Reporting and anchoring are as much about delivery of content as they are about the content itself. Stress the wrong word and the meaning changes. Mispronounce a name and your credibility is shot.
And you don’t want to sound like Ron Burgundy.
Making the transition from expository writing–or even print journalism–to broadcast can be tricky and requires journalists to think about writing from an entirely new perspective. Instead of writing for the eye (when reading words on a page) you must write for the ear. In the famous words of Yoda, “You must unlearn what you have learned.”
The following tips come from the invaluable text Sound Reporting: The NPR Guide to Audio Journalism and Production written by Jonathan Kern.
The main idea is to WRITE THE WAY YOU SPEAK.
- Think about your delivery as if you’re speaking to one person–your mom.
- Use contractions: it’s ok to say “doesn’t” “it’s” or “we’ll find out”
- Don’t use words you wouldn’t use at other times. For example, a “robbery” is not a “heist.” And “snow” is not “the white stuff.” “However” becomes “but.” And forget about SAT vocabulary.
- Keep sentence structure short and put the subject at the beginning of the sentence. Viewers can’t go back and read the beginning of your sentence like in a newspaper. You only get one shot at conveying your information, so don’t lose them with complicated sentences.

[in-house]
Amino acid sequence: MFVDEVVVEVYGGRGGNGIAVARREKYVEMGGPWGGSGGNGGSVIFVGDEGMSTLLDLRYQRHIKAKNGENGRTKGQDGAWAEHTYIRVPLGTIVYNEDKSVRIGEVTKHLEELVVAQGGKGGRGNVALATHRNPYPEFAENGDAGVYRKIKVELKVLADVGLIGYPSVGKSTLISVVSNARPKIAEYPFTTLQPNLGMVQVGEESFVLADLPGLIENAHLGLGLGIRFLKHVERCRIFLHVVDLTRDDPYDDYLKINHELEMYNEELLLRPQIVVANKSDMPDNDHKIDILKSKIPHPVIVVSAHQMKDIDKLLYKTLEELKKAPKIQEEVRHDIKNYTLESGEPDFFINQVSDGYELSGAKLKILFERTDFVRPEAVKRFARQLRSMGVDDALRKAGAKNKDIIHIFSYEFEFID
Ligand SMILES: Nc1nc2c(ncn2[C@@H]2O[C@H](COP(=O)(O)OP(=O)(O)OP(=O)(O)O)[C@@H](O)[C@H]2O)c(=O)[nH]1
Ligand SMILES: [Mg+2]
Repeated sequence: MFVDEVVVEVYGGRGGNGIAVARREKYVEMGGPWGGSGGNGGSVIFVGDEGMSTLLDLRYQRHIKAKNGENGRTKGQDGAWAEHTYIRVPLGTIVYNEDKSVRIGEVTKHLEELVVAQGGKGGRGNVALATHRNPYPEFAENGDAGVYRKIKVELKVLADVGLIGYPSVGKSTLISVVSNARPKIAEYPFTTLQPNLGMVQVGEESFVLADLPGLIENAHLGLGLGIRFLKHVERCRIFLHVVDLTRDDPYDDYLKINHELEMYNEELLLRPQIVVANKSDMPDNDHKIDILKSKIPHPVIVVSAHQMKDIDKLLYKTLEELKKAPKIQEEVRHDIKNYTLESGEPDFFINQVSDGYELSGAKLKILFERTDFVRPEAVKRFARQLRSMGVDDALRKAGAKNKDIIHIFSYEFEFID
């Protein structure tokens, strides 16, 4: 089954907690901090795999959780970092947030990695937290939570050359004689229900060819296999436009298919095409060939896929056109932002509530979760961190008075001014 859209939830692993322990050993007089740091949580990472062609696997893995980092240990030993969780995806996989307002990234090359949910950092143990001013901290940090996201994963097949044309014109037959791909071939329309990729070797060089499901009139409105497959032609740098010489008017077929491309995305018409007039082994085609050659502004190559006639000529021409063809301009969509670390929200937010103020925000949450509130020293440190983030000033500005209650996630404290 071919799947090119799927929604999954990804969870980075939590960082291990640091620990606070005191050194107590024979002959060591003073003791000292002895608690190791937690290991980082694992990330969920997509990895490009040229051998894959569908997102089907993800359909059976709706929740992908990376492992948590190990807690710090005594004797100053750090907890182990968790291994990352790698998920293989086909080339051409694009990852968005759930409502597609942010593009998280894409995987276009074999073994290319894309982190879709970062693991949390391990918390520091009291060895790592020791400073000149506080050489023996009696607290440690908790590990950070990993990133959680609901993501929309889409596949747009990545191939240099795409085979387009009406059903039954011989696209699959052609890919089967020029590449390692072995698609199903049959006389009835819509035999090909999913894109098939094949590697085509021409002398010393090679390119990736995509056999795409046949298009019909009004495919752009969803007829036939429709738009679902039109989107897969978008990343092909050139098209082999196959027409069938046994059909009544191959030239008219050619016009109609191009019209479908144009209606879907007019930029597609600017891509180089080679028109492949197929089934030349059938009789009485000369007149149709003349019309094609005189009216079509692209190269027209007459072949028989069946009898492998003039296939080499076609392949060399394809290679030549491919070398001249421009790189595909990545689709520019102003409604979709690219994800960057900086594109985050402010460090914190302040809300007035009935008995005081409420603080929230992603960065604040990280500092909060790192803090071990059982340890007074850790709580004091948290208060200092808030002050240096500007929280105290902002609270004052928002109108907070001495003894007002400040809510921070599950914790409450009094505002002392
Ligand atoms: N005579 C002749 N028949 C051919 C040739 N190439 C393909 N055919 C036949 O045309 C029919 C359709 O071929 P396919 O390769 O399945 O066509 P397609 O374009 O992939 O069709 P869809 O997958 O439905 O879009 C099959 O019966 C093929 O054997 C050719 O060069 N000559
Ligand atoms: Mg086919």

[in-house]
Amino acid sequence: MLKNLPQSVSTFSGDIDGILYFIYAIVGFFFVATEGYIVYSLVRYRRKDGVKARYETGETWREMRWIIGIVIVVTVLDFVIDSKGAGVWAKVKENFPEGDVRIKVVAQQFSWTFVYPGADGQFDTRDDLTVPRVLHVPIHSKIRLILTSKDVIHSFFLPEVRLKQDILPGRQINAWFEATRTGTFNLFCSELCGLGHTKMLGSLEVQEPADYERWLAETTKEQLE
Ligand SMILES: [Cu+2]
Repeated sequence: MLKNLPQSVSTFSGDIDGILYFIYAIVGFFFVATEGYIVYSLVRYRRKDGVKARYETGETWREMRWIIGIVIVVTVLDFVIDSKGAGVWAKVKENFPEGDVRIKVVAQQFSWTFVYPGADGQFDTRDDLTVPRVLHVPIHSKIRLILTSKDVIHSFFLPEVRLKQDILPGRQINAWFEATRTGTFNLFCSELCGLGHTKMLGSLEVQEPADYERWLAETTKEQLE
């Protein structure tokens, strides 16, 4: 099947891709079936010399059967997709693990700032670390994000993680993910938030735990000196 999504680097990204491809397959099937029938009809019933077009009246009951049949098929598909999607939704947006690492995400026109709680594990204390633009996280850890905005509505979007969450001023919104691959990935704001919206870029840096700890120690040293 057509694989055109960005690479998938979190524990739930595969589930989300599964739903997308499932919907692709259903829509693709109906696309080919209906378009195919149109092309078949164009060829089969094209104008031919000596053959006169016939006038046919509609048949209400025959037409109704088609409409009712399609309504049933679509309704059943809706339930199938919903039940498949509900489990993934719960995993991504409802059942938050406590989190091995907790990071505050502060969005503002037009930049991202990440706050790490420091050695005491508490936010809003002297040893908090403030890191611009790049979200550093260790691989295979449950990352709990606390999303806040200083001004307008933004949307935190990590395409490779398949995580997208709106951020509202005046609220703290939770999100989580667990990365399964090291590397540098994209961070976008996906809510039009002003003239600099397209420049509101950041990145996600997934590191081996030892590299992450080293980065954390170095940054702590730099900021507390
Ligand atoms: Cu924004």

- Write in the active voice. For example, “Students have been told to report sexual harassment” becomes “Teachers and principals have told students to report sexual harassment.” This also helps paint a vivid picture of events.
- Avoid hypothetical questions. Never say “Have you ever wondered…?” (the answer is no). Or “What about America’s love affair with celebrities?” (well, what about it?)
- Don’t overwhelm people with too many names and numbers. Similar to long sentences, the audience will get buried with stats and forget what you’re talking about. Better to use titles or graphics over your voiceover to SHOW these numbers.
- Know how to pronounce foreign words and unusual names. Even common names might be pronounced differently that you think. NPR host Michele Norris pronounces her name MEE-shell, for instance.
Michael Hernandez teaches broadcast journalism at Mira Costa High School in Manhattan Beach, CA. Follow him on Twitter: @cinehead.